on the increment of a moment, inflict or receive either one.

He is clothed in rags crossed with holes, his shoes broken

cardboard, his hair unkempt, his complexion sallow from

prison.

 

VOICE #1 (0.s.)

Okay so what do you call yourself?

 

VOICE #2 (0.s.)

Como se llama?

 

MONTANA

Tony Montana...you?

 

Signs

 

FADE IN:

 

INT.  WINDOW - MORNING

 

We are looking out a second story window of a house.  The

backyard is large and green with a wooden jungle gym, worn

from use.  A single tree throws shade onto a barbecue and a

picnic table.

 

The backyard is lined by crops.  Corn.  Golden and brown.

Six feet high.

 

Everything is perfect.  Like a postcard.  And then we HEAR A

CHILD SCREAM.  IT'S FAR AWAY.  WE DON'T KNOW WHERE IT'S

COMING FROM.

 

                                                  CUT TO:

 

INT.  BEDROOM - MORNING

 

GRAHAM HESS wakes up from his sleep.  He thought he heard

something.  He listens.  HE HEARS THE HEATER.  THE

REFRIGERATOR DOWNSTAIRS HUMMING.  THE OCCASIONAL BIRDS

OUTSIDE CHIRPING.

 

Graham climbs out of bed.  He moves in his pajama pants and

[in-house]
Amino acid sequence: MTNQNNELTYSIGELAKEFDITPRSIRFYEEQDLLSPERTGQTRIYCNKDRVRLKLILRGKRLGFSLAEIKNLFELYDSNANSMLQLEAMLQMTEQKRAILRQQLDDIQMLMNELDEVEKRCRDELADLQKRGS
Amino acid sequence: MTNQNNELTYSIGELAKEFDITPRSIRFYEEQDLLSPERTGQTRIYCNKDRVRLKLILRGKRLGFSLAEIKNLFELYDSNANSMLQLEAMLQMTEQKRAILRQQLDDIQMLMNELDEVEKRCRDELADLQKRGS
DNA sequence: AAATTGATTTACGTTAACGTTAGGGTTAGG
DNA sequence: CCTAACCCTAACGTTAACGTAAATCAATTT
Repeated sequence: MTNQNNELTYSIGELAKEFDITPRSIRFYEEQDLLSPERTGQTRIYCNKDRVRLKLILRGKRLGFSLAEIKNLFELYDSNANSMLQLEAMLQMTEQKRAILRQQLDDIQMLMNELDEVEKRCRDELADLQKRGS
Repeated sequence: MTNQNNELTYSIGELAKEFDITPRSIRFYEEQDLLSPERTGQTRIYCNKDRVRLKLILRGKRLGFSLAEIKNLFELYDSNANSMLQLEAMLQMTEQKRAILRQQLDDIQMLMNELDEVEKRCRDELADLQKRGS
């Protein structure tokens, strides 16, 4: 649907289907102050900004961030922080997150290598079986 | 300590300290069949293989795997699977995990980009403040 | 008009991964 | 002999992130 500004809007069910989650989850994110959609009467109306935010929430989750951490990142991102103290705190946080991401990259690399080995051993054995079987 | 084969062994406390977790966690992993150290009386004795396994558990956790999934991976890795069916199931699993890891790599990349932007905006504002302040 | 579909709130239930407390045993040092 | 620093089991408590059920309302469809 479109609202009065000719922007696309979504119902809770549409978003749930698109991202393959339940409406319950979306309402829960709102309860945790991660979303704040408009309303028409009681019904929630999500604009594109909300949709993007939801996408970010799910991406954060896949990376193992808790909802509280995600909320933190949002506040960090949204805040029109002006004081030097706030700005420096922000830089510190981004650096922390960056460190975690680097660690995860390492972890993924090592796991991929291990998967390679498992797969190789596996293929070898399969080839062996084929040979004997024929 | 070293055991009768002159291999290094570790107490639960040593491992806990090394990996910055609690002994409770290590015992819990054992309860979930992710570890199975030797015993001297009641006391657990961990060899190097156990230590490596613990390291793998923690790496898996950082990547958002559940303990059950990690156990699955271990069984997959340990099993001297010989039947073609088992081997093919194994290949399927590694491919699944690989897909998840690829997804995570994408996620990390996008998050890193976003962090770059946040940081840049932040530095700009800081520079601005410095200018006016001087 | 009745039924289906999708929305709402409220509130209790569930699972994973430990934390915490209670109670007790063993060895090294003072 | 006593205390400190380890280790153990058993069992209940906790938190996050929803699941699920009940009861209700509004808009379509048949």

white Barron's minor league baseball T-shirt towards the

bedroom door.

 

 

Donnie Brasco

 

INT. DAY. FBI HEADQUARTERS
 
               A spacious corner OFFICE. American flag, FBI seal, and a 
               plush carpet -- Federal blue.
 
               CLENDON HOGUE, 40s, barrel chest, shrewd eyes over half-moon 
               glasses, PRESIDES behind a vast desk. The impressive mien of 
               earned authority. Before him:
 
               JULES BONOVOLONTA, late 40s, Green Beret veteran, SUPERVISOR, 
               140 pounds of pugnacity and gristle. Ex-street agent cramped 
               by headquarters.
 
               PAT MARSHALL, late 30s, a CASE AGENT, compulsively organized, 
               with haunted choirboy's eyes.
 
               CLARENCE LEBOW, early 40s. Assistant SECTION CHIEF. Brooks 
               Brothers, heavy starch.
 
INT. NIGHT. BAR — WASHINGTON (1975)
 
               CLOSE ON
 
               JOE PISTONE, 30s, athlete's build, body languid with a 
               killer's confidence. Eyes dead as a shark's. He chafes at 
               his rep-striped tie and off-the-rack suit.
 
               WIDER
 
               LeBow, Marshall, and two other SUITS around the table. Jules 
               delivers a TOAST. Supered below:

 

 

8MM

 

INT.  MIAMI AIRPORT, TERMINAL -- DAY
 
     Amongst the weary tourist families and solitary businessmen
     sits TOM WELLES, middle-aged, hair neat, suit crisp and
     gray.  He's eating crackers from a cellophane package,
     sipping soda from a paper cup, watching an ARRIVAL GATE.